big one


Definition of big one

1 informal : a thousand dollars The house in the background, we bought it for 70 grand in 1967, it would go for two hundred big ones now, easy …— John Updike
2 informal : an extravagant lie : whopper Talking about lying, I thought, I had just told a big one.— Elizabeth Chandler
3 the big one or less commonly the Big One : an extremely large and destructive earthquake … the prediction that the Big One may come in December is triggering tremors up and down the Mississippi Valley.— Michael J. McCarthy

Examples of big one in a Sentence

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Although all brands had the same chance at being seen, bigger ones triggered emotional reactions more quickly. Nat Ives, WSJ, "Mobile Ads Do More Work in One Second Than You Might Think," 6 Mar. 2019 The company has battled with multiple privacy violations this year, including the big one in which 87 million users possibly had their information shared with Cambridge Analytica, a political group aligned with President Trump, in March. David Grossman, Popular Mechanics, "Facebook's Latest Fail Allowed Unauthorized Access to the Photos of 6.8 Million Users," 14 Dec. 2018 And making Centaur 3 into 5, and then the bigger one. Eric Berger, Ars Technica, "Getting Vulcan up to speed: Part one of our interview with Tory Bruno," 11 Dec. 2018 No matter what happens though, season 14 is going to be a big one. Kayla Keegan, Good Housekeeping, "Did Matt and Amy Roloff of 'Little People Big World' Actually Sell Their Farm?," 15 Mar. 2019 The biggest ones, like Lightning in a Bottle (LIB for short), are well-organized, professionally run events with massive stages, big-name headliners and VIP glamping packages that can cost upwards of $1,500. Andy Hermann, Los Angeles Magazine, "“Transformational” Music Festivals Are Becoming a Year-Round Lifestyle," 31 May 2018 For example, 20 years ago, those simulations spawned swarms of small dark matter haloes around the bigger ones, which suggested that a galaxy like our Milky Way should be surrounded by hundreds of dwarf satellite galaxies. Adrian Cho, Science | AAAS, "Galaxy simulations are at last matching reality—and producing surprising insights into cosmic evolution," 30 May 2018 Older, larger fish have higher levels of mercury and PCBs because those contaminants are passed up food chains, from smaller species to bigger ones. Michael Casey, The Seattle Times, "EPA decision soon on chemical compounds tied to health risks," 12 Feb. 2019 Small metros lose out to big ones in gaining graduates, but some buck the trend. Laura Kusisto, WSJ, "Fed Says Student Debt Has Hurt the U.S. Housing Market," 16 Jan. 2019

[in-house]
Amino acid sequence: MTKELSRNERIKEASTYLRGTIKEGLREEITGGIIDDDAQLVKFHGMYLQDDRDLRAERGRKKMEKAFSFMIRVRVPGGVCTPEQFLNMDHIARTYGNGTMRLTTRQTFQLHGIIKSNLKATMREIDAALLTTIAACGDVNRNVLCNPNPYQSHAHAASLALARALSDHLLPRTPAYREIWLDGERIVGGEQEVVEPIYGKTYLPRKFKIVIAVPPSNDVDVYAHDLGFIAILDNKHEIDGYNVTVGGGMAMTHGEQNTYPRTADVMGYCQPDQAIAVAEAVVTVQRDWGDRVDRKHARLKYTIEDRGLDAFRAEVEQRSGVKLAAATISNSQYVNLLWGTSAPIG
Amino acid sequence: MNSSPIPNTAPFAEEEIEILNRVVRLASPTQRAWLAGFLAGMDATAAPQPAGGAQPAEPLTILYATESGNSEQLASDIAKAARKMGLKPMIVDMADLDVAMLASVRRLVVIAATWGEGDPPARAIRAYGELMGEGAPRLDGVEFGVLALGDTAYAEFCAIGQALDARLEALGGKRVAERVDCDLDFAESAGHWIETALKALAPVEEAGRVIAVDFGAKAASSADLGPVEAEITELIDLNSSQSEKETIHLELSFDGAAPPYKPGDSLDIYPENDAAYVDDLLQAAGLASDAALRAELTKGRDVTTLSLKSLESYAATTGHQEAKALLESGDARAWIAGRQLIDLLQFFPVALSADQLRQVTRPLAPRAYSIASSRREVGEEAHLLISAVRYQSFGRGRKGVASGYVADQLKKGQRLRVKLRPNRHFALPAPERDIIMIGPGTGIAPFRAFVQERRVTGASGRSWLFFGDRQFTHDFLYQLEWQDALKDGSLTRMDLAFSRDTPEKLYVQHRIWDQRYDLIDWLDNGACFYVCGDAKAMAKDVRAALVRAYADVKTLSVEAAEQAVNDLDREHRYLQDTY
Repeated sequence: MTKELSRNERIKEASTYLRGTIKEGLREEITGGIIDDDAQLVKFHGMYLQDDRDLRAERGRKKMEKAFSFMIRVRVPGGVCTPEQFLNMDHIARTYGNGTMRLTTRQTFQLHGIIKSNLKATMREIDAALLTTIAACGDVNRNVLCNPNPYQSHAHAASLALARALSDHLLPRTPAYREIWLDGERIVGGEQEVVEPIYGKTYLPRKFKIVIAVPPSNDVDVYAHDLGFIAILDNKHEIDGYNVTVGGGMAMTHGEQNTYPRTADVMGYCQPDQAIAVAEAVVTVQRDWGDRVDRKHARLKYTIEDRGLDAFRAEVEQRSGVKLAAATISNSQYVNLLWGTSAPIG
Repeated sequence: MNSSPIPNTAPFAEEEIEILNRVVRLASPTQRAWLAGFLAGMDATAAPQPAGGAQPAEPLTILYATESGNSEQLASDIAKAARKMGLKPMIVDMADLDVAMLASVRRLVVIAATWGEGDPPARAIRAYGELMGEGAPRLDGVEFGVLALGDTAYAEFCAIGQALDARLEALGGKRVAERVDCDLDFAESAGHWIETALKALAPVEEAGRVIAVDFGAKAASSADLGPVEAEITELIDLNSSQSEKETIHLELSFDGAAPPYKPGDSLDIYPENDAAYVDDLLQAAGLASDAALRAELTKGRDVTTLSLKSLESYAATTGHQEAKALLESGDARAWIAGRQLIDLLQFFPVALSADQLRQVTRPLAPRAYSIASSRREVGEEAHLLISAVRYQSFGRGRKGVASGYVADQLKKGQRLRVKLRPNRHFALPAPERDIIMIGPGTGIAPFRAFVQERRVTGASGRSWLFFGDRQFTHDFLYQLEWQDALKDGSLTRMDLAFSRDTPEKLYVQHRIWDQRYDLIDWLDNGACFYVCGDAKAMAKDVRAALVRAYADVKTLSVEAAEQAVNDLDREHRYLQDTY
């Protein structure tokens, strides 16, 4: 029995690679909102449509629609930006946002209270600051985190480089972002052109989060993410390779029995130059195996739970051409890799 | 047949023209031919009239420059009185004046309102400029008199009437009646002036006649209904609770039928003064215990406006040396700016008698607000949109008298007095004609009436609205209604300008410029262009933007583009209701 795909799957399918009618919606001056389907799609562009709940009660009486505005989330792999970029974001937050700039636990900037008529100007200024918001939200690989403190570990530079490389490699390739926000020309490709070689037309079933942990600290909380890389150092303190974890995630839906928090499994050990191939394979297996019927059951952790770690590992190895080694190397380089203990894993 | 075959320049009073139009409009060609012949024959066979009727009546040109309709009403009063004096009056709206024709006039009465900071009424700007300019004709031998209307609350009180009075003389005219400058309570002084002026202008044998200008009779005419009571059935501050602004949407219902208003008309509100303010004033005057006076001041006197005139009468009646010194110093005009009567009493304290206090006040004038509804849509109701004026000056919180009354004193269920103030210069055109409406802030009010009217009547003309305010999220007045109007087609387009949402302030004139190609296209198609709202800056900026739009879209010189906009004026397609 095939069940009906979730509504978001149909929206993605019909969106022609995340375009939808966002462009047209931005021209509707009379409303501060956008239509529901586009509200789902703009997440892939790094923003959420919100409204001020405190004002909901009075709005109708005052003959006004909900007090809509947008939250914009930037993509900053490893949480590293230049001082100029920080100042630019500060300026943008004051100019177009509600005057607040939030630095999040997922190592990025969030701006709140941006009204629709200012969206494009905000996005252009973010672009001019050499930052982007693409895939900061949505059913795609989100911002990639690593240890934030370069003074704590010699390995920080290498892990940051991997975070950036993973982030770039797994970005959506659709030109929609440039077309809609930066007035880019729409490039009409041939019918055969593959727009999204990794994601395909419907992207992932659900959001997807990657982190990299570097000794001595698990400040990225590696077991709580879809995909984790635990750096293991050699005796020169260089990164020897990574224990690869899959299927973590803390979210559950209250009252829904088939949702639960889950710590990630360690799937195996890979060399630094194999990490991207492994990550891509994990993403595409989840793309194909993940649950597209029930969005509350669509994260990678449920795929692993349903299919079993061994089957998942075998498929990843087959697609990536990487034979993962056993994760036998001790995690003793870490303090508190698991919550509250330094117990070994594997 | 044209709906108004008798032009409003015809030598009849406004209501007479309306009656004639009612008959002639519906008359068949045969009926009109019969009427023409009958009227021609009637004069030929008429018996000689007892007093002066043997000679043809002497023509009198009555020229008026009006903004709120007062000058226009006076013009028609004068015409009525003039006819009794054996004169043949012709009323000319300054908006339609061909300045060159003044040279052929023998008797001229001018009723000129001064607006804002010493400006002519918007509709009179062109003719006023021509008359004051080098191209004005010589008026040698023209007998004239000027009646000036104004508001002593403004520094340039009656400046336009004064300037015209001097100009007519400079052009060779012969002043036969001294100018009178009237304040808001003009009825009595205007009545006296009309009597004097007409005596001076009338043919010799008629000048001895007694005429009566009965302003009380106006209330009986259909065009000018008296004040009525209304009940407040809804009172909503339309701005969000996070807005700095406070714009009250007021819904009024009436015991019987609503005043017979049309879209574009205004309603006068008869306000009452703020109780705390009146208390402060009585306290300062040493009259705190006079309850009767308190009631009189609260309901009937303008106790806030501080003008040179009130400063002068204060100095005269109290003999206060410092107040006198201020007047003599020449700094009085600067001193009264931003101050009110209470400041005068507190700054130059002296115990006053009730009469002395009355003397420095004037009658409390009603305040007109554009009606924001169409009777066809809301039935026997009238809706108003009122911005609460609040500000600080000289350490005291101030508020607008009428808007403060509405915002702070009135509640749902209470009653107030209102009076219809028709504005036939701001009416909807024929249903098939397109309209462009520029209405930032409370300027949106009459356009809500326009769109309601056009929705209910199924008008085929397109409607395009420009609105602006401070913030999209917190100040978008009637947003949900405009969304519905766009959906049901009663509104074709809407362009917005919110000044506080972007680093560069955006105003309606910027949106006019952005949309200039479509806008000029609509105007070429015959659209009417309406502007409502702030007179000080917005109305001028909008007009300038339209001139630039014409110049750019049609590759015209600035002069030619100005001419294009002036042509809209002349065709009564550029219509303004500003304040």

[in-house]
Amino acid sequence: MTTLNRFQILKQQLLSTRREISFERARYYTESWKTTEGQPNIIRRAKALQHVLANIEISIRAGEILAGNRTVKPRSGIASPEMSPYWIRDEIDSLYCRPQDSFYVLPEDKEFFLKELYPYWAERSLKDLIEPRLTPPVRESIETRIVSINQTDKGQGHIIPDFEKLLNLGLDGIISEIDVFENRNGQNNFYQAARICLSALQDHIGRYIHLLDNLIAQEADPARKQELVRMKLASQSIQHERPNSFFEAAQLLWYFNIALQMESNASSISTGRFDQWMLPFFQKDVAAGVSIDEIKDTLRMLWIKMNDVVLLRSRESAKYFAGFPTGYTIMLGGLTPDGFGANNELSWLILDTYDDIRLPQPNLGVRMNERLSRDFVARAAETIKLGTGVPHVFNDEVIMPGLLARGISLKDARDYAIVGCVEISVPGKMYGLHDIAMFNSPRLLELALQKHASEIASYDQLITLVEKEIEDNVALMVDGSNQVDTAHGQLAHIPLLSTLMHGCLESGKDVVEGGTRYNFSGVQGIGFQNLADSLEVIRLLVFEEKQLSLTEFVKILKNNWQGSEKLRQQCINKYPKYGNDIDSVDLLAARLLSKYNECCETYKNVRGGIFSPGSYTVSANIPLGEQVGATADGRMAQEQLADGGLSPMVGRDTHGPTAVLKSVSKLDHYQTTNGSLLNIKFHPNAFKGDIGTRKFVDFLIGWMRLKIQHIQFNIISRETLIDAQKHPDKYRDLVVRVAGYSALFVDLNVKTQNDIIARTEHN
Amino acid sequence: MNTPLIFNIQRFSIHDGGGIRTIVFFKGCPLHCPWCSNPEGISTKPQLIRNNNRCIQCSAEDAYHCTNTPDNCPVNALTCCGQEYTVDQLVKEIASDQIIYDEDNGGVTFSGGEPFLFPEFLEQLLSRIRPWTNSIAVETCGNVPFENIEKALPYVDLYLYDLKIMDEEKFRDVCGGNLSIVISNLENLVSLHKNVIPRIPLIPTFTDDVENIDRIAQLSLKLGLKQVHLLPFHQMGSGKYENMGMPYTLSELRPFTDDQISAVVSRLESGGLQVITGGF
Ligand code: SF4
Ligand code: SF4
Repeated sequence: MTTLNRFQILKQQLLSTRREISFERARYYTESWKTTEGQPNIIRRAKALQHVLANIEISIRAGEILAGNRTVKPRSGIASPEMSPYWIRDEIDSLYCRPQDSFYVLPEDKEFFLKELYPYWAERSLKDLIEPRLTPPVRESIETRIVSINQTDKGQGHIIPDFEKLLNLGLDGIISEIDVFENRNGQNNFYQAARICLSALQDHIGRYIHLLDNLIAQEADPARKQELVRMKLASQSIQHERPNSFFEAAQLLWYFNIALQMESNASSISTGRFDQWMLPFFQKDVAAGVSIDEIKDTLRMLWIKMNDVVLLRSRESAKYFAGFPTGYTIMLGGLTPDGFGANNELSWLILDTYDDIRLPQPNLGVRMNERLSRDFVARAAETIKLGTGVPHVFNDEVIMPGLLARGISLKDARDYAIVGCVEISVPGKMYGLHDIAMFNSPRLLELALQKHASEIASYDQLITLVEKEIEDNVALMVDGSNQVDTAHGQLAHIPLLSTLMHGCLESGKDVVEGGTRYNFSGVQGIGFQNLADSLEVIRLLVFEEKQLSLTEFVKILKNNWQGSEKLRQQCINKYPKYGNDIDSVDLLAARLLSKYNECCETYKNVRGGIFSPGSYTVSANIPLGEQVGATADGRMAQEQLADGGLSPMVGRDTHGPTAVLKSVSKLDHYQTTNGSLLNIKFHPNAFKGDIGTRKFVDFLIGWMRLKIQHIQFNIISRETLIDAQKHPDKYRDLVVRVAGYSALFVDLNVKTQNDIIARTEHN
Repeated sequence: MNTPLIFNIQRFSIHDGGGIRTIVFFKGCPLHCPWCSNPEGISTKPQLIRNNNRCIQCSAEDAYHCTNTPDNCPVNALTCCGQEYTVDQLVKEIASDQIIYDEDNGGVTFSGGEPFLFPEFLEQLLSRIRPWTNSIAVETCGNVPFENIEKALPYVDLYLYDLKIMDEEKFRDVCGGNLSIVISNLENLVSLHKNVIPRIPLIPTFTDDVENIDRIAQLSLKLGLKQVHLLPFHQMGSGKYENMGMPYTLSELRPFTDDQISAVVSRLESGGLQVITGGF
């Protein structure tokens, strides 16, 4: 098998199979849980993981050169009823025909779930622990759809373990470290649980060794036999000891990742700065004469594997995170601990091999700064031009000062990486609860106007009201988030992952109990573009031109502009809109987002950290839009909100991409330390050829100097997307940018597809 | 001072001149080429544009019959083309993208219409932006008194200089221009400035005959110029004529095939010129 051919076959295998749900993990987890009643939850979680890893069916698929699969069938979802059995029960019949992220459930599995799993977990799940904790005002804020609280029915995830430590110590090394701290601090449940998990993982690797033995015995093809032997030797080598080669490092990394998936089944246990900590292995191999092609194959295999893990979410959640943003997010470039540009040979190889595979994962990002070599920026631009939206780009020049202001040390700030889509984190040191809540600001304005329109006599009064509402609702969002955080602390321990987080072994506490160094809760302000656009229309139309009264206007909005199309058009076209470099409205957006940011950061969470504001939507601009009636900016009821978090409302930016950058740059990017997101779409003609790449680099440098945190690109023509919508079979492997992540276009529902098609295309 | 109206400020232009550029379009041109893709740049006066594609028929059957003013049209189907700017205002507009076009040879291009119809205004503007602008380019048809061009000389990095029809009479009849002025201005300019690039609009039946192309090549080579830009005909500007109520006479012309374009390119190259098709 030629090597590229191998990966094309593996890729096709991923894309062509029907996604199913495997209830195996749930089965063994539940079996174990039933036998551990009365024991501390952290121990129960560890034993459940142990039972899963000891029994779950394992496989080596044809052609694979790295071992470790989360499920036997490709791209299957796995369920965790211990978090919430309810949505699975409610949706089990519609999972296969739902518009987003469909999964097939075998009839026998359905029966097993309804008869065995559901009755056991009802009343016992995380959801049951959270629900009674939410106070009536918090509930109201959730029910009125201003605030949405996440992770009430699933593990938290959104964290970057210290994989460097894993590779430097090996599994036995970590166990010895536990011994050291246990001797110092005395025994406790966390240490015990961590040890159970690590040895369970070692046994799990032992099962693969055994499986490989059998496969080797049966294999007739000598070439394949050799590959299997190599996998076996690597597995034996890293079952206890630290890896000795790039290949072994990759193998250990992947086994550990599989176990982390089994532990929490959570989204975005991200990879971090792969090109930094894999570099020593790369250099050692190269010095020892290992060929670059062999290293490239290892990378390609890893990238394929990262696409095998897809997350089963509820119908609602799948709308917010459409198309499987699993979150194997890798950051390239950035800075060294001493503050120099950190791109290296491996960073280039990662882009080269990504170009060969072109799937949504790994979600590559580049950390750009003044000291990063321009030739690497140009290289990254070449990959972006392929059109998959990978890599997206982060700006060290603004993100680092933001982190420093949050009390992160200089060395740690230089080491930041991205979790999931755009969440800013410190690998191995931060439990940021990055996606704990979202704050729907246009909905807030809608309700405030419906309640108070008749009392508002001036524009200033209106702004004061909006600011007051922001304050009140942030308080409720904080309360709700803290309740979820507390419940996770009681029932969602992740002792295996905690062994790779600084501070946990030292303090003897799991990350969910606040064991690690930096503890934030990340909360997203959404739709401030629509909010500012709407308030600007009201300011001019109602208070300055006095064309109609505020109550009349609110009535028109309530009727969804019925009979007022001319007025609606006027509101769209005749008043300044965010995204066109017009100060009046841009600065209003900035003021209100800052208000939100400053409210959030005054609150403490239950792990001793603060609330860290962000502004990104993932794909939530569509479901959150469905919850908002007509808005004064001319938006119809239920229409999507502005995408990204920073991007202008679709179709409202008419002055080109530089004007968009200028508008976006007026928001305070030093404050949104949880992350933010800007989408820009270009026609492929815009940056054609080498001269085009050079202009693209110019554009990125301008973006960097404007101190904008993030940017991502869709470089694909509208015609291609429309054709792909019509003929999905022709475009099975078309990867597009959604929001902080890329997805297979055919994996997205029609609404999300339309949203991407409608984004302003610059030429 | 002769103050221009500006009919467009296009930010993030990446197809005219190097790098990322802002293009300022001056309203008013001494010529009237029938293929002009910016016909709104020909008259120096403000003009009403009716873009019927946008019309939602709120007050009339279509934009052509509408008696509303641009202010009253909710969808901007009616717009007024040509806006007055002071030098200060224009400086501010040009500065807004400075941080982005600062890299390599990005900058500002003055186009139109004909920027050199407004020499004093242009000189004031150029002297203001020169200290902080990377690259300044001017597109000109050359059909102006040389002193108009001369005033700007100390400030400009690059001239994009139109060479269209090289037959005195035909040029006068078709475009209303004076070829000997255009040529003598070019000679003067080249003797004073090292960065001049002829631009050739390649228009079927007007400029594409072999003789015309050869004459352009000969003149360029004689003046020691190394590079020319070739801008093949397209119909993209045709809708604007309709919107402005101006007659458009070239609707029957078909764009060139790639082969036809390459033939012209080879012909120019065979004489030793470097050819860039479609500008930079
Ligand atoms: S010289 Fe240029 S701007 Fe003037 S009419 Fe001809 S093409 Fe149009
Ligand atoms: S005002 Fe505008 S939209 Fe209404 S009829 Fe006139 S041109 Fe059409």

These example sentences are selected automatically from various online news sources to reflect current usage of the word 'big one.' Views expressed in the examples do not represent the opinion of Merriam-Webster or its editors. Send us feedback.

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First Known Use of big one

circa 1863, in the meaning defined at sense 2

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Last Updated

18 Apr 2019

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The first known use of big one was circa 1863

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to affect and impair by alcohol or a drug

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